Africa officially declared free of wild polio

Africa has been officially declared free of polio, in a milestone development announced today.

The continent was given the status by independent body the Africa Regional Certification Commission, after having no wild polio cases for four years.

The disease, which usually affects children under the age of five, is now only found in Afghanistan and Pakistan.

Polio, which can lead to irreversible paralysis and even death when breathing muscles are affected, harmed around 75,000 children in Africa a year up until 1996, when Nelson Mandela launched the ‘Kick Polio Out of Africa’ programme.

Through this, millions of health workers were mobilised, going village-to-village to hand-deliver vaccines. Though there is no cure for polio, a vaccination protects children for life.

Today the World Health Organisation (WHO) issued a statement on the landmark moment, saying: ‘Thanks to the relentless efforts by governments, donors, frontline health workers and communities, up to 1.8 million children have been saved from the crippling life-long paralysis.’

The virus was common across the world until a vaccine was found in 1952 by Jonas Salk. This was then replaced by an oral version of the treatment, introduced by Albert Sabin.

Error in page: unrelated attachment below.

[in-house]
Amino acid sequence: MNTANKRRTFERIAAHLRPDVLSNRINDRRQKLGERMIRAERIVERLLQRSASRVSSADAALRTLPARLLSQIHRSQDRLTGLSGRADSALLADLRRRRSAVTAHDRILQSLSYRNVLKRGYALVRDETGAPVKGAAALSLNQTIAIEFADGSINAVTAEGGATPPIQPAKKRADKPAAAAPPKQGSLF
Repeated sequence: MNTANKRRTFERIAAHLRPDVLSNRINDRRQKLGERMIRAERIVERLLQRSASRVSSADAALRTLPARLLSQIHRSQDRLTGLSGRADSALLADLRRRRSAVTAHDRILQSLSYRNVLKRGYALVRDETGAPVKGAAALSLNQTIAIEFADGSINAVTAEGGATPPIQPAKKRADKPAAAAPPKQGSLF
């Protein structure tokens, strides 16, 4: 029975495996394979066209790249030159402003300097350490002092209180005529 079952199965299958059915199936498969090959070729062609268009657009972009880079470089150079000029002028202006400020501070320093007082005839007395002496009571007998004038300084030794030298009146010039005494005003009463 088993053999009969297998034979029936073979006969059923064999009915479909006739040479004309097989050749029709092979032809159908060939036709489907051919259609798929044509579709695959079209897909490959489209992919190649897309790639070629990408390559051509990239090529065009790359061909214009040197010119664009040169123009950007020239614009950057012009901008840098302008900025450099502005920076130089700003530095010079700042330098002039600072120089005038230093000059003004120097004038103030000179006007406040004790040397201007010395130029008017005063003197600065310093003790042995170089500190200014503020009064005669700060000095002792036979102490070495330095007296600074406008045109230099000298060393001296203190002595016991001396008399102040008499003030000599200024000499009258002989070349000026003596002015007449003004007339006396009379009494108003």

The mass immunisation of children eliminated the virus in North America and Western Europe decades ago, but cases of wild polio continued to exist in some of the most remote and impoverished corners of Africa and Asia. 

Nigeria was the last African country to report cases of polio back in 2016. Less than a decade ago, the country accounted for more than half of the cases globally and had particular difficulties achieving immunisation in the north, where Islamic extremist group Boko Haram has carried out a deadly insurgency for more than a decade.

Health workers at times carried out vaccinations on the margins of the action, putting their lives at risk.

Eradicating polio requires more than 90% of children being immunised – more than 95% of Africa’s population have now had the vaccine.

The WHO says it is only the second time a virus has been eradicated in Africa, after the eradication of smallpox four decades ago. However, this positive development doesn’t mean the continent is polio-free.

There are still some cases of the vaccine-derived poliovirus in Africa, which is a rare mutated form of the weakened but live virus contained in the oral polio vaccine.

That mutated virus can spark crippling polio outbreaks, and 16 African countries are currently experiencing one: Angola, Benin, Burkina Faso, Cameroon, Central African Republic, Chad, Ivory Coast, Congo, Ethiopia, Guinea, Ghana, Mali, Niger, Nigeria, Togo and Zambia.

This year, 177 cases of the vaccine-derived polio virus were identified in the continent.

Health authorities have warned that the coronavirus pandemic has disrupted vaccination work in many countries across Africa, as the WHO and its partners reluctantly recommended a temporary halt to mass polio immunisation campaigns, leaving more children vulnerable to infection.

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